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This weekly diary takes a look at the past week's important news stories from the perspective of our leading editorial cartoonists (including a few foreign ones) with analysis and commentary added in by me.

When evaluating a cartoon, ask yourself these questions:

  1. Does a cartoon add to my existing knowledge base and help crystallize my thinking about the issue depicted?
  1. Does the cartoonist have any obvious biases that distort reality?
  1. Is the cartoonist reflecting prevailing public opinion or trying to shape it?

The answers will help determine the effectiveness of the cartoonist's message.

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Taylor Jones,, Buy this cartoon

PLEASE READ THIS: Because of the length of this weekly diary, sometimes Daily Kos reacts negatively -- isn't it always MB's fault? :-) -- and makes the Rec Button (and other stuff that you usually find in the upper right corner) disappear.  Don't worry if that happens.  Just scroll to the bottom of the diary past the last diary comment and you'll see the Rec Button there.  

Note: I have to again post this diary section-by-section.  I'll update as I make progress.

Final Update: The complete diary is now posted.  I'll post a few more cartoons in the comments section.

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Mike Scott,, Buy this cartoon

Jen Sorensen, Slowpoke, Buy this cartoon

BP CEO Tony Hayward by Dave Granlund,, Buy this cartoon

Steve Benson
Steve Benson, (Arizona Republic)

John Sherffius
John Sherffius, (Boulder Daily Camera)

Oil Spill by Bob Englehart, Hartford Courant, Buy this cartoon

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Expert Opinion On Whose Ass To Kick by RJ Matson, St. Louis Post Dispatch, Buy this cartoon

For almost two months, the editorial cartoonists have spilled a great deal of ink in portraying various aspects of this ecological catastrophe in the Gulf of Mexico.  Until now the focus has been on the loss of human life; the untold damage to wildlife and ecosystems in the region; understanding the magnitude of the largest environmental disaster in United States history; the role of British Petroleum in desperately trying to stop this massive oil spillage; the negative aspects of decades of deregulation which enabled this tragedy; and the response by the Obama Administration.

During this past week -- with the above issues still getting major attention from the cartoonists -- more attention was paid to the economic aspects of this disaster and whether or not BP will fairly compensate the victims involved.  While President Barack Obama has come under some criticism for his (perceived) slow response, I suspect all of that is about to change.  With the President announcing new measures to hold BP financially accountable for the clean-up and taking a more aggressive, "Get Tough" approach with BP to establish a compensation fund for victims, this strategy is a political winner for the White House.  BP is as unpopular as any major corporation has been in this country in recent decades.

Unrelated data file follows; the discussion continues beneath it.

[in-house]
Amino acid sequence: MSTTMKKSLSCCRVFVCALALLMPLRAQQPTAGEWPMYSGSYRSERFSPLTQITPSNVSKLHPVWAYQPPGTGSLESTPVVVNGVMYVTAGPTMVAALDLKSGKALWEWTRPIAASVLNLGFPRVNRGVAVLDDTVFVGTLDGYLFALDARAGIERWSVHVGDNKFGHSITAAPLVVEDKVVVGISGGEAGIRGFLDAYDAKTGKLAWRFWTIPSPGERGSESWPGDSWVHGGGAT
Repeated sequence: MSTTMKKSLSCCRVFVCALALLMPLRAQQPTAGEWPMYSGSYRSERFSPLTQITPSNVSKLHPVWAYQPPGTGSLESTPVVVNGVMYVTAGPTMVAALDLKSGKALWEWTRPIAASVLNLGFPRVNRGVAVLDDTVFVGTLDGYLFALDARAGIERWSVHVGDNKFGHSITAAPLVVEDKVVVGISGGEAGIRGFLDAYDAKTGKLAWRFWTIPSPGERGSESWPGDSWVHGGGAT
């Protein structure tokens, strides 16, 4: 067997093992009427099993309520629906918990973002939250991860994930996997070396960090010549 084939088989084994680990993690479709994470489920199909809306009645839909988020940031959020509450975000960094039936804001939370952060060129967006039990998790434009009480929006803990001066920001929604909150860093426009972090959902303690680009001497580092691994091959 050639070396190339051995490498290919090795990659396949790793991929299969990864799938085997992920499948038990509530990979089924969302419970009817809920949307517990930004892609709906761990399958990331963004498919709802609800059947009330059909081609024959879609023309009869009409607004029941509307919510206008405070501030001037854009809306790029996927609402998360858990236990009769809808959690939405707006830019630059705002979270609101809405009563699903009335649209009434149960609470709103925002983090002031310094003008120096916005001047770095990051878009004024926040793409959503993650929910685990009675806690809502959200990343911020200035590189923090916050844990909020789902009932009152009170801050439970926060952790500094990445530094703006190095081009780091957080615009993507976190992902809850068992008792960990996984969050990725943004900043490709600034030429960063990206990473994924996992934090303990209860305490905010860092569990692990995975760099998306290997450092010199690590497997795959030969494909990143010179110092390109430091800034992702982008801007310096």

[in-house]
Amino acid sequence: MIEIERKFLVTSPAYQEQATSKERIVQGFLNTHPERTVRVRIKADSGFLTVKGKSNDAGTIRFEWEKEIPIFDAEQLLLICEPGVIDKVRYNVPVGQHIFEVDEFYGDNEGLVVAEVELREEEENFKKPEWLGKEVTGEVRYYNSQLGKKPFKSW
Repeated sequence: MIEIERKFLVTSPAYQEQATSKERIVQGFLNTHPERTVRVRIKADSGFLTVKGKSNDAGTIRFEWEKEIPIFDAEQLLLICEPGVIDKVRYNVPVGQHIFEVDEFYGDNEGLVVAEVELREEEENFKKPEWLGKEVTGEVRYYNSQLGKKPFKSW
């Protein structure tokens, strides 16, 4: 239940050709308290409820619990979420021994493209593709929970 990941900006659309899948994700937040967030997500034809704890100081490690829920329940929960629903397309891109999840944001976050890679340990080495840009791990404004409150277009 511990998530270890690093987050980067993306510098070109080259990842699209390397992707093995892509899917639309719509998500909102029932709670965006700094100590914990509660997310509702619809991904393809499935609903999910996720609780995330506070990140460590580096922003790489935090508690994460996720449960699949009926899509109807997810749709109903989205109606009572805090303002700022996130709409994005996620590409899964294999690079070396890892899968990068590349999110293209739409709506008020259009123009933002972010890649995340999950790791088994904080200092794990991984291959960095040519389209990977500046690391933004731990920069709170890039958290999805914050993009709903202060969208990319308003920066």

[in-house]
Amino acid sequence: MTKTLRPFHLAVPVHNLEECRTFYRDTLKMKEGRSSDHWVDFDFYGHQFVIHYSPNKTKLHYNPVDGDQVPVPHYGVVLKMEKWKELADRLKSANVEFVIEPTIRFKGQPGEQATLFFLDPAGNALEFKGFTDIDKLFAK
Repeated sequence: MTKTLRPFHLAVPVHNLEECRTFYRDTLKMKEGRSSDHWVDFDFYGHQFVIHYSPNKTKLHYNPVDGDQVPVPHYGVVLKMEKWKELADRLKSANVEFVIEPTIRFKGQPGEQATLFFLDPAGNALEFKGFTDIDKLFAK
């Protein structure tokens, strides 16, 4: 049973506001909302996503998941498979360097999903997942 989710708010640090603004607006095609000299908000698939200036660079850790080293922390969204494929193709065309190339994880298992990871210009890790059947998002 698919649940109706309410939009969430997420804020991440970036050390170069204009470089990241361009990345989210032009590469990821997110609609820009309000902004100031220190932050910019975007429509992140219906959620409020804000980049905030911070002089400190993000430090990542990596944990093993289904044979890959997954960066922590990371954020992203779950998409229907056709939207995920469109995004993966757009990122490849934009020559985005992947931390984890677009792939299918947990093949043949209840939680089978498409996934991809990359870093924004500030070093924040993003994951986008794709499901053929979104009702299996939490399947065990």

President Obama is set to make his first Oval Office address later tonight.  As Greg Sargent wrote in the Washington Post

Brown Pelican Warns Bald Eagle by Taylor Jones,, Buy this cartoon

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We are now about to see what full White House engagement on the Gulf spill looks like. That's the unmistakable message from this week's schedule, which kicks off with a two-day trip to the Gulf, followed by an Oval Office address on the catastrophe and then a high-profile meeting with BP execs.

This could be one of the defining weeks of Obama's presidency.

White House advisers, of course, would argue that they've always been fully engaged. But this week promises a display of engagement more conspicuously designed for public consumption -- and more aggressively confrontational with BP -- than anything yet.  Administration officials are carefully laying the groundwork for the high profile moments to come with a series of leaks transparently designed to put BP on the defensive.


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Spill the Money by J.D. Crowe, Mobile Register, Buy this cartoon

:: ::